The model of health care offerings via the Internet, generally known as "cybermedicine," may prove to be a significant advance in the provision of medical services. At present, however, cybermedicine presents many potential hazards to "cyberpatients" because it is virtually unregulated. This Note asserts the need for a revival of the corporate practice of medicine doctrine to address these dangers. The corporate practice of medicine doctrine prohibits corporations and other lay entities from employing physicians. This Note examines the various kinds of cybermedicine, describes the advantages and disadvantages flowing from the practice of medicine over the Internet, and advocates the application of the corporate practice of medicine doctrine to cybermedicine as an intermediate regulatory measure to stein the dangers and abuses that currently abound in cybermedicine.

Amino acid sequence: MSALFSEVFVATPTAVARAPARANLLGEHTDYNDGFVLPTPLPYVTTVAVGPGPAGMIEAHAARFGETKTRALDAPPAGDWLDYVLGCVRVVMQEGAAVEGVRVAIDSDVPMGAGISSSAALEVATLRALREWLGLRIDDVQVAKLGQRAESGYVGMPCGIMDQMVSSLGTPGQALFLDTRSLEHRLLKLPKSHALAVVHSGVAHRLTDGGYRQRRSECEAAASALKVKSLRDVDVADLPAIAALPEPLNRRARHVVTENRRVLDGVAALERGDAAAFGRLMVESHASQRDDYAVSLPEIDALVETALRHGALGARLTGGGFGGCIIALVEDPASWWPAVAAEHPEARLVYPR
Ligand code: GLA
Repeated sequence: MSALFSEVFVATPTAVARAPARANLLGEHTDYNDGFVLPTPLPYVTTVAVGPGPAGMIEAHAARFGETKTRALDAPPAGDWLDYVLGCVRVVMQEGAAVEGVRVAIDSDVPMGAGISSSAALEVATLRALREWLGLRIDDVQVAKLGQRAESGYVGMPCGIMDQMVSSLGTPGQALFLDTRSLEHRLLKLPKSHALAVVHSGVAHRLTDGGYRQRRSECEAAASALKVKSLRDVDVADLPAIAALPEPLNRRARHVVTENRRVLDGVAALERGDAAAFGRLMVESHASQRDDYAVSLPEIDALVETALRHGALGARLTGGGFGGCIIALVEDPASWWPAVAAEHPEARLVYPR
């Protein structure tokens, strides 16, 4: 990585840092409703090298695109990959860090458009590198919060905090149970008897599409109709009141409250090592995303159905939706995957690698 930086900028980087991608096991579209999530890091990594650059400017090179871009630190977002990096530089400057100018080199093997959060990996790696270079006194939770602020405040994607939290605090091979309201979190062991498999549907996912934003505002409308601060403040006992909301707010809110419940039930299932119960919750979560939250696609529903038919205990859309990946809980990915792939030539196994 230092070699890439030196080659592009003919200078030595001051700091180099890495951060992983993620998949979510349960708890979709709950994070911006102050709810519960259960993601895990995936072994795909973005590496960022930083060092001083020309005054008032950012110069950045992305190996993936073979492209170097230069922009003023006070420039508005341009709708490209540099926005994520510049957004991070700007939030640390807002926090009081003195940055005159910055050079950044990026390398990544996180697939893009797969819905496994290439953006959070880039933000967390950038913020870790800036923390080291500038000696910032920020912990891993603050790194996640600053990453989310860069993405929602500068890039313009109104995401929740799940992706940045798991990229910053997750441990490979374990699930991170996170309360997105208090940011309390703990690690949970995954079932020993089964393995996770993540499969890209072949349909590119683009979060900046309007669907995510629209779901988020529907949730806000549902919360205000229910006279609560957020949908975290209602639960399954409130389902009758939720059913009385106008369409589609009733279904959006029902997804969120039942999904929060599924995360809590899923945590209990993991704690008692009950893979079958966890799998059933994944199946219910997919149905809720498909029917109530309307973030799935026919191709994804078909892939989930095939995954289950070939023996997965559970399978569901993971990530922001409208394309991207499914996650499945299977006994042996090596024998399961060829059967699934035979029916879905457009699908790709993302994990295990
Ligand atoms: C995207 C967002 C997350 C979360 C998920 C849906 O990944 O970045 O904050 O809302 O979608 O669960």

Brian Monnich, Bringing Order to Cybermedicine: Applying the Corporate Practice of Medicine Doctrine to Tame the Wild Wild Web, 42 B.C.L. Rev. 455 (2001), http://lawdigitalcommons.bc.edu/bclr/vol42/iss2/6